Janna and I have been professionally teaching American Sign LanguageHardcore ASL — online for over five years.  We use video chat, movies, images and one-on-one interaction with our students to bring home the learning even though we’re far apart.  In a similar want to teach and learn, the famous “Foreign Service Institute” series of language courses are now on the internet for download and you can learn a new language at your own speed and in your own space.


Here’s the PR blurp from the site that currently hosts the FSI learning modules:

Welcome to fsi-language-courses.org – the home for language courses developed by the Foreign Service Institute. These courses were developed by the United States government and are in the public domain.

This site is dedicated to making these language courses freely available in an electronic format. This site is not affiliated in any way with any government entity; it is an independent, non-profit effort to foster the learning of worldwide languages. Courses here are made available through the private efforts of individuals who are donating their time and resources to provide quality materials for language learning.

The site was overwhelmed with interested learners and has been pretty much offline for a week because too many people were trying to download the lessons.

The fact that the FSI language repository is down for the count should be an encouraging sign:  People are ripe for learning online and they are incredibly interested in learning something new in their own time in a virtual ether of minds.

It can be difficult to find the right teacher online — you do need a live, human, resource to help perpetuate your learning — but these first baby steps into our shared, educational, future looks to be bright and delightful and promising in that we can become even more polymathic than we’d ever hoped to be in the dark ordinariness of our previous, real time, lives.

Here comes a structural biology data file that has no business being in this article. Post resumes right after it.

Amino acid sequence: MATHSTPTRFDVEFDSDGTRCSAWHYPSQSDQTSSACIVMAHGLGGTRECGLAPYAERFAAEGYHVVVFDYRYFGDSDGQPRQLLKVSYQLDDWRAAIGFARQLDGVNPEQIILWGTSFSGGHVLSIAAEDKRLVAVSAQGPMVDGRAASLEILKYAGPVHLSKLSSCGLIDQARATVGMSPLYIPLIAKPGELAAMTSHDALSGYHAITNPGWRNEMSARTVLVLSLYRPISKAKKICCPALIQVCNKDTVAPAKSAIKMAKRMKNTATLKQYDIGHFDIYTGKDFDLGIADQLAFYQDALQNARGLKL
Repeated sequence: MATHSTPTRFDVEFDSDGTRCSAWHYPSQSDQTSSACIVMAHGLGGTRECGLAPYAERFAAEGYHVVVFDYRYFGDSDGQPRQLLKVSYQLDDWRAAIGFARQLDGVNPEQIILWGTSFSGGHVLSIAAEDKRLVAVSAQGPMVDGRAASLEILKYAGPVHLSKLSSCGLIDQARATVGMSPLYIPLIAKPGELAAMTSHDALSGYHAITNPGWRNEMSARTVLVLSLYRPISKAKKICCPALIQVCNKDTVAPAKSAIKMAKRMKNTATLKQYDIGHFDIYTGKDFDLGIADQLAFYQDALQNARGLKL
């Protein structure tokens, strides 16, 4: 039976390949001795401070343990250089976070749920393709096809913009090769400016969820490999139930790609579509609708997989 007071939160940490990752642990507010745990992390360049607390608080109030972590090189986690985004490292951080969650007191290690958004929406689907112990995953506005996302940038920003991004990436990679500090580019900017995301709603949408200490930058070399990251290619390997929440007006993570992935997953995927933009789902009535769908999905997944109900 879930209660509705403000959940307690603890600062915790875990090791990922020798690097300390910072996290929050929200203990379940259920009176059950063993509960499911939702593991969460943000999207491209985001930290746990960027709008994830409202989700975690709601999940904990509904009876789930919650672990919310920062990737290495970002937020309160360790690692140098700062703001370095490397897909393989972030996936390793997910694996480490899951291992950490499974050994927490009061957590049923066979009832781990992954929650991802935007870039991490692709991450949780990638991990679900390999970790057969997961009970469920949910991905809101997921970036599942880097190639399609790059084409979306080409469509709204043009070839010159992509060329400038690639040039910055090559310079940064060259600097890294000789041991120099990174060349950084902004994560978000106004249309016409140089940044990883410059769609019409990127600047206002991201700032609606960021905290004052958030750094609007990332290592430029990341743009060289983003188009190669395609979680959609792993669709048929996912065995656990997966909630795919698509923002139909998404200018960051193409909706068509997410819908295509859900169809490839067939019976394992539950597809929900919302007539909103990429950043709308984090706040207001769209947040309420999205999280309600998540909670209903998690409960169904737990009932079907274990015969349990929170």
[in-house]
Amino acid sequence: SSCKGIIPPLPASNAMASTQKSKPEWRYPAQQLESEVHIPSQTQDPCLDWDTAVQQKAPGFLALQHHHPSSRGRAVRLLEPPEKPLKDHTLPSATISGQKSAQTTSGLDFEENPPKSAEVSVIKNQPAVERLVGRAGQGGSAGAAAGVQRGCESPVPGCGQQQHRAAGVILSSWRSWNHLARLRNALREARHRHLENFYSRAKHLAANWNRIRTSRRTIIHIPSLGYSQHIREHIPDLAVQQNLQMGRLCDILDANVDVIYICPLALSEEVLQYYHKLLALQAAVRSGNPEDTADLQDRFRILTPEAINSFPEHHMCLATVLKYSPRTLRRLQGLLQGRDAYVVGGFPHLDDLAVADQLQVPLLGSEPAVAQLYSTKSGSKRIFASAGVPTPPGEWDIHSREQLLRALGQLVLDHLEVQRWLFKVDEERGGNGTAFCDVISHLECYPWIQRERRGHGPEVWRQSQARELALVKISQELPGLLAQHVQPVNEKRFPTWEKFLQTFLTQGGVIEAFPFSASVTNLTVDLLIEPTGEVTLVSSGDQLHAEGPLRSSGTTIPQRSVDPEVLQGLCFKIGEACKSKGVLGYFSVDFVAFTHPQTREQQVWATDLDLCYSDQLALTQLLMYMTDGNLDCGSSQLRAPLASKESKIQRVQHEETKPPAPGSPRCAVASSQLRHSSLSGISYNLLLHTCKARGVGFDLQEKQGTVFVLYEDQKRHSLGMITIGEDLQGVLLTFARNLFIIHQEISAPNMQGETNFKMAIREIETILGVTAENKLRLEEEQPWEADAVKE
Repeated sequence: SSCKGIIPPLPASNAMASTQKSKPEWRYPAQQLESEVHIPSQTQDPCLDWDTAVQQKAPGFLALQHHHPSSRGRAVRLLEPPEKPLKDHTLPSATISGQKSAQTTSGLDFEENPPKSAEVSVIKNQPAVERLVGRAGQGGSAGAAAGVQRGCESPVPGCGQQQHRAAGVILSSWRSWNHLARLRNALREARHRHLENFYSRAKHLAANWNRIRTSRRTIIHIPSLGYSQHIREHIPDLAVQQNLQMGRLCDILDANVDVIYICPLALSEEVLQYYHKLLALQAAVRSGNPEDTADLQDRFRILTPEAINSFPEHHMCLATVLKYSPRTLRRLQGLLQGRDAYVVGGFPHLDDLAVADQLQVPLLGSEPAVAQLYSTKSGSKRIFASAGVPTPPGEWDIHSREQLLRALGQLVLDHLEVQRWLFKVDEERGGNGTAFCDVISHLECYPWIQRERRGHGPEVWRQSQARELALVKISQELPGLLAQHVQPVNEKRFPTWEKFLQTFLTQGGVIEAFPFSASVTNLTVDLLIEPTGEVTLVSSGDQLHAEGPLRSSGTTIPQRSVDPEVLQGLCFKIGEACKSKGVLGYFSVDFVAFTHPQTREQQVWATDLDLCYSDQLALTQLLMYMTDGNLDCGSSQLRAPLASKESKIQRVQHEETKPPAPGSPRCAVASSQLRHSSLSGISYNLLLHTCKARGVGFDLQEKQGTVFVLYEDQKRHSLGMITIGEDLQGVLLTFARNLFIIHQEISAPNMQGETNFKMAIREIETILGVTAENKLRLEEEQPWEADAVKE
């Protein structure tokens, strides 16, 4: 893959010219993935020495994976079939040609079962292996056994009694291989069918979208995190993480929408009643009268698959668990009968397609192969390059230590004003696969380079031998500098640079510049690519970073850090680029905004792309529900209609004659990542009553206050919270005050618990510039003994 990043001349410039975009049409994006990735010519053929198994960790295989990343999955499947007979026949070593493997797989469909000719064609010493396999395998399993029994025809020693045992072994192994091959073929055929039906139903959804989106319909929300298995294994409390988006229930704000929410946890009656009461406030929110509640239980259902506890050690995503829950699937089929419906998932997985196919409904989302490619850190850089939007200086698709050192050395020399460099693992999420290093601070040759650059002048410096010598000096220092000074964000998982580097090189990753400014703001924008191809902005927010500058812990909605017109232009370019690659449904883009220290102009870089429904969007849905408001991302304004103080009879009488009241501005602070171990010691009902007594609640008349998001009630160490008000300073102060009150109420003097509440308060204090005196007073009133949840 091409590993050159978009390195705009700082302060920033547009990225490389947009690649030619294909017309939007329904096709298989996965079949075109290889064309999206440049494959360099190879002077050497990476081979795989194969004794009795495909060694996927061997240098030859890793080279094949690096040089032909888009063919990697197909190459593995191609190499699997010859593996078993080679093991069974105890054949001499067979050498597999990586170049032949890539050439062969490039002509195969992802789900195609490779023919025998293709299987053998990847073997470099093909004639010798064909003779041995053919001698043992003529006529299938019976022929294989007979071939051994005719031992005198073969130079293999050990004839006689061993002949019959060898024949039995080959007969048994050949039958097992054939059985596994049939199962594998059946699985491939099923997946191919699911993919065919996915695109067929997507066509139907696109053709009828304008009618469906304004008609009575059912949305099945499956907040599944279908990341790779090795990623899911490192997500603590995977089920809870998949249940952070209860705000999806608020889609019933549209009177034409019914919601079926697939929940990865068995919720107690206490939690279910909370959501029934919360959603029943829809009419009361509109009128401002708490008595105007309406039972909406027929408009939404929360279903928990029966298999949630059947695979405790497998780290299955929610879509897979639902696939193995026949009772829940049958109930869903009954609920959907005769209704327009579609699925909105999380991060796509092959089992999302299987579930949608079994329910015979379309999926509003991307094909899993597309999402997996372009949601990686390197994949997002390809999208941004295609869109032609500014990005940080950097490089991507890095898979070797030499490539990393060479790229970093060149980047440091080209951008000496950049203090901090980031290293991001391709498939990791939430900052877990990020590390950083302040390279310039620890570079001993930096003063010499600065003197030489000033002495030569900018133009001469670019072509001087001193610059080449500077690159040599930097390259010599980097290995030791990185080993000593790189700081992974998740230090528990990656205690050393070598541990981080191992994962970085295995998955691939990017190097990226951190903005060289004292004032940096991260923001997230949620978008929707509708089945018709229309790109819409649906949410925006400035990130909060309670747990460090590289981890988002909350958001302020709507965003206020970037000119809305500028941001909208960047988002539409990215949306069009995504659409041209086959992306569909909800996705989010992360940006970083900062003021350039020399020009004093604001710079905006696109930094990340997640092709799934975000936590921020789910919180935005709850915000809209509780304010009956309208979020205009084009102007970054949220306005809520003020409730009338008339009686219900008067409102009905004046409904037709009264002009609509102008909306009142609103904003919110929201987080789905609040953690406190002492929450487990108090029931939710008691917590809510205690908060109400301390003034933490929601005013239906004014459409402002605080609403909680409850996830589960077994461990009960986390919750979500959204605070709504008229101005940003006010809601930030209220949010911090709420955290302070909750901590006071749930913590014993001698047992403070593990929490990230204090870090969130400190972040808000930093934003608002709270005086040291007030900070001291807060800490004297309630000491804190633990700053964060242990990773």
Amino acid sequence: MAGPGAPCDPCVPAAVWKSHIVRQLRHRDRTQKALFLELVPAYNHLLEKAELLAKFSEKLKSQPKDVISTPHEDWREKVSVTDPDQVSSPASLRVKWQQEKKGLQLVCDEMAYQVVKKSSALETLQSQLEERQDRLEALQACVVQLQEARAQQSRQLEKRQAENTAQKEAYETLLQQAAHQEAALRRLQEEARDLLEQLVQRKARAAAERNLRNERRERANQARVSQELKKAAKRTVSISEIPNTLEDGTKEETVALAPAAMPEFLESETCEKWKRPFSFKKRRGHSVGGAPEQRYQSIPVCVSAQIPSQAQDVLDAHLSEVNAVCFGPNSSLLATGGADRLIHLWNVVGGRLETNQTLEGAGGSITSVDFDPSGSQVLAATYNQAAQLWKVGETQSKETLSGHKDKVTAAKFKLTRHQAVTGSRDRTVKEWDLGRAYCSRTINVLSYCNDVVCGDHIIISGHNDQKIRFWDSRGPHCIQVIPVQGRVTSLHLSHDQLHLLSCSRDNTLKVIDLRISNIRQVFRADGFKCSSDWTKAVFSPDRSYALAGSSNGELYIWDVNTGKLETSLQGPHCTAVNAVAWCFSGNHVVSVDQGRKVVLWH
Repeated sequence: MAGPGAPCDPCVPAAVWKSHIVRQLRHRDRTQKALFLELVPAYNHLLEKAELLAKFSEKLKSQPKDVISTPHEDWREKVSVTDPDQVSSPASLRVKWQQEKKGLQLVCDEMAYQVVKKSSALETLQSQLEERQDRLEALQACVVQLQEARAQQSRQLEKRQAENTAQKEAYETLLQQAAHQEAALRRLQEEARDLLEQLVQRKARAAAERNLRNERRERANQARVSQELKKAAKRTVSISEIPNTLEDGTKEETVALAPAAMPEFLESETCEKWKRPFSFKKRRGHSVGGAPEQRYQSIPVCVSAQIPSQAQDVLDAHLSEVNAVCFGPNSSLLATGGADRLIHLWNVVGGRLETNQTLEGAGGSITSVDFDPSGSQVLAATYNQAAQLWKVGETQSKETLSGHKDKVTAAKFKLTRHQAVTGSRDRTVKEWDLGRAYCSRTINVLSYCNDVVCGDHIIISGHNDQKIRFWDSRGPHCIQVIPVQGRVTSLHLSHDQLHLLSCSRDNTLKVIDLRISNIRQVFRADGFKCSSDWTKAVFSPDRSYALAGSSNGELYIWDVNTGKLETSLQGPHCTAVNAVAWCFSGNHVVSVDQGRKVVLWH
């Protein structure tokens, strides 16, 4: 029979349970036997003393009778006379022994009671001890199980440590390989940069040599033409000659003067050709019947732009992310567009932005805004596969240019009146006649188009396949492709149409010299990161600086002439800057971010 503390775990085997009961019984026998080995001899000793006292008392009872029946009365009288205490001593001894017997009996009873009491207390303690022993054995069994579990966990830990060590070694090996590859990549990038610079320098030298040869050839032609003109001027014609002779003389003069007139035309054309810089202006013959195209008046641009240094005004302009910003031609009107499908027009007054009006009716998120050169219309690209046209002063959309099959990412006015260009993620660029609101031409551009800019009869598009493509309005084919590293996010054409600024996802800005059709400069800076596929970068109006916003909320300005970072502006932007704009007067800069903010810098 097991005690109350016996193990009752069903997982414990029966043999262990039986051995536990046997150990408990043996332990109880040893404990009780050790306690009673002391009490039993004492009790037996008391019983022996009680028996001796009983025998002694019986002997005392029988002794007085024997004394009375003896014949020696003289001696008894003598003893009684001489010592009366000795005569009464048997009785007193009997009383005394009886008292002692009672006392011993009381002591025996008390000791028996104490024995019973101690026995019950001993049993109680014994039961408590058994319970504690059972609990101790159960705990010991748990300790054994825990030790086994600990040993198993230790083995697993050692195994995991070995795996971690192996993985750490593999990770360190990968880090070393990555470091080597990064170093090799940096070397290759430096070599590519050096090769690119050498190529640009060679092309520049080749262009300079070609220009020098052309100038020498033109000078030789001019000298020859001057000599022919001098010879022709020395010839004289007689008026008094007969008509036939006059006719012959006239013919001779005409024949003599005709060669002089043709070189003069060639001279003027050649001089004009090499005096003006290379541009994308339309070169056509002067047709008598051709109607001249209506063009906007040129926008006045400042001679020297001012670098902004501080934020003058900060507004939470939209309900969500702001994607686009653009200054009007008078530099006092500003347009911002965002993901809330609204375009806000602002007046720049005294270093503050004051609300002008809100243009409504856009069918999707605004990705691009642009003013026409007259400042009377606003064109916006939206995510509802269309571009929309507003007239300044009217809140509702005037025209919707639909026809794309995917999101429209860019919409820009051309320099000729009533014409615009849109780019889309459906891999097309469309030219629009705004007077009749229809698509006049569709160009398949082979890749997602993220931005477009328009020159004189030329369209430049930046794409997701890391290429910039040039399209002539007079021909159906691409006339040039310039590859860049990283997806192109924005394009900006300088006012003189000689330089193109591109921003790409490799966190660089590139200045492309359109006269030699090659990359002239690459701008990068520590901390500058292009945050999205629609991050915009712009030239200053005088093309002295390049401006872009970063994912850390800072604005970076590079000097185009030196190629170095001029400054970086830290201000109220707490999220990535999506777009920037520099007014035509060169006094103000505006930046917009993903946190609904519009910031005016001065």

5 Comments

  1. David,
    It’s fantastic that these lessons are available online. I hope that people take advantage of them. Since they are available freely now, I wonder if the FSI would do well to encourage people to upload the lessons to legal peer to peer file sharing sites and therefore reduce the strain on their servers.

  2. It is sort of strange that the site is down without any sort of extra information available. It makes me pause to wonder if there is monetization of that site in the future? Information is all about access and if more people can download the stuff in many places, then the originating site becomes less popular and not as noteworthy. Exclusivity has its perks and very few fathers.

  3. It was up as of this morning.
    The site informs that all of the MP3s are in the public domain. I can’t see how they could monetize that so well.

  4. Hey, it is back online now! Cool!
    Now I wonder how long it will take others to download the entire site — reposition the content as “theirs” — and separately propagate the site for profit?

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